Climbing the corporate ladder can be a challenge for women, but there are ways businesses can make it easier for them to meet their leadership goals.
Some practices include engaging men to make a difference, while others hinge on encouraging women to be who they truly are—instead of trying to live up to expectations, according to some female business leaders who were discussing possible paths to the c-suite at Fortune’s Most Powerful Women International Summit in Montreal on Tuesday.
Martine Irman, vice chair and head of global enterprise banking at TD Securities, said efforts to engage men—calling them out for not behaving in a way that suits a diverse environment, while rewarding them when they do—have evolved at her company over time.
“We now have to change our workspace,” she said. “We have to change how we approach women, how we approach men in the recruitment effort.”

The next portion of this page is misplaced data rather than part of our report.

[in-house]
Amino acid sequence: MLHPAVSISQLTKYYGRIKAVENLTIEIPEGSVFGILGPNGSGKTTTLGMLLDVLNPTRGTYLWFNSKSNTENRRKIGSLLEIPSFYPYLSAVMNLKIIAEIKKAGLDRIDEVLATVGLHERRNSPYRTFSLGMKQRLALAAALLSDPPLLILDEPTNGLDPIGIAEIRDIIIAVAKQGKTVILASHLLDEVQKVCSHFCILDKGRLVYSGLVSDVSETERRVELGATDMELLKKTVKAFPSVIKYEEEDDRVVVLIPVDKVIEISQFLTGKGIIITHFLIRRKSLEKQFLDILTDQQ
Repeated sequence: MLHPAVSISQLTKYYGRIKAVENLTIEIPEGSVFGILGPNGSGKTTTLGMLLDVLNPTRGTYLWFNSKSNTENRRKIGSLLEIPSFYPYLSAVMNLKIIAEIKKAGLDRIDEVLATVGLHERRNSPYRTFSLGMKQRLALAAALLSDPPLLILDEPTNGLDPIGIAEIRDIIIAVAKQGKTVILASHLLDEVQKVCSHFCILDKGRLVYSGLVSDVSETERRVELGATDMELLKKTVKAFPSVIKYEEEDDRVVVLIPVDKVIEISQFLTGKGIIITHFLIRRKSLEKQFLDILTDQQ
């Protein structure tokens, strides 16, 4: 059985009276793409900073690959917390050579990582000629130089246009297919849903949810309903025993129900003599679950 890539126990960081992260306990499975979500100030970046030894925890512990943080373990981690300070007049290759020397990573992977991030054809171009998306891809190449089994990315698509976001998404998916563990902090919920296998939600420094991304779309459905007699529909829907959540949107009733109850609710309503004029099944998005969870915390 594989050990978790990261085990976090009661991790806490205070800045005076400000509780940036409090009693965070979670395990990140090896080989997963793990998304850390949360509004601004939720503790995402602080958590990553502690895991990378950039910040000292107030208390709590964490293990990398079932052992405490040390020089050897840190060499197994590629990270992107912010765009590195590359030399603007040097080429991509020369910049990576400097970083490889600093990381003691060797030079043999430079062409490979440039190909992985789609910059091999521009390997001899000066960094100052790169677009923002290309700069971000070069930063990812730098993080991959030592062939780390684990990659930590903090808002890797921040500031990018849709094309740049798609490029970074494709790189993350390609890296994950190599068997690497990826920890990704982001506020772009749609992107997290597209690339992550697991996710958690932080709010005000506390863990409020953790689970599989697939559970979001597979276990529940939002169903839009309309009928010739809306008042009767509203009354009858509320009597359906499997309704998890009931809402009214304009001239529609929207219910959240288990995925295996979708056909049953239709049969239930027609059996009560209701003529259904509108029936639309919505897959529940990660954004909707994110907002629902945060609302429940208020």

She added that there is an effort to engage the younger community, telling women that they’ll have jobs to come back to if they go on maternity leave, while also having things like a “mandatory Saturday off” for investment bankers.
Others taking part in the discussion talked about companies setting goals for gender parity and also taking the time to review whether all employees were being paid at a fair rate for their work.
But in addition to such company-run initiatives, some attendees also said it would be good to have more conversations that encourage women to be bold, take risks, and push harder for what they want.
“There are some things which women just have to get out there and be much more forthright about what they want,” said Jill Ader, chairwoman of global executive search firm Egon Zehnder. “If we aren’t willing to put ourselves forward, it’s really difficult to change the direction that we’re going.”